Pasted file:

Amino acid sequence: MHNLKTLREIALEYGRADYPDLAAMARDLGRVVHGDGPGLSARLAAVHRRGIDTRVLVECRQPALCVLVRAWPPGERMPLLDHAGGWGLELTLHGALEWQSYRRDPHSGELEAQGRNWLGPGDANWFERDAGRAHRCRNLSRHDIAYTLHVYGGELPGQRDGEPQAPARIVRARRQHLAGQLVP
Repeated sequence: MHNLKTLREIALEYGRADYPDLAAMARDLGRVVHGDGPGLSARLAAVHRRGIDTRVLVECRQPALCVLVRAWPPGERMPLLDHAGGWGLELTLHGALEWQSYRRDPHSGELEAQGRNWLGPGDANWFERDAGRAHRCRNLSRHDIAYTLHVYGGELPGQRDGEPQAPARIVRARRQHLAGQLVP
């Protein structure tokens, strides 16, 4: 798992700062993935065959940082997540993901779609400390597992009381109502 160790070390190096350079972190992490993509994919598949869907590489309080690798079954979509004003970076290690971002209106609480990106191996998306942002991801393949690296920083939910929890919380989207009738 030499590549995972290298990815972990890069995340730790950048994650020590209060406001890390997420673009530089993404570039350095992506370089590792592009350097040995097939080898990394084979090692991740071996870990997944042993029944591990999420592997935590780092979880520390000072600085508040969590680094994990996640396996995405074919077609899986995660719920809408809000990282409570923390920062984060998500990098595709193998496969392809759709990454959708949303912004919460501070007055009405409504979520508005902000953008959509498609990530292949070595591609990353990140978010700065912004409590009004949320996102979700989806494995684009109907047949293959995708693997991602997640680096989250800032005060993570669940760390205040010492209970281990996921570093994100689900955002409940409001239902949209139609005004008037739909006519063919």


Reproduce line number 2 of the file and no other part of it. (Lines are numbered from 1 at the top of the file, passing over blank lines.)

Repeated sequence: MHNLKTLREIALEYGRADYPDLAAMARDLGRVVHGDGPGLSARLAAVHRRGIDTRVLVECRQPALCVLVRAWPPGERMPLLDHAGGWGLELTLHGALEWQSYRRDPHSGELEAQGRNWLGPGDANWFERDAGRAHRCRNLSRHDIAYTLHVYGGELPGQRDGEPQAPARIVRARRQHLAGQLVP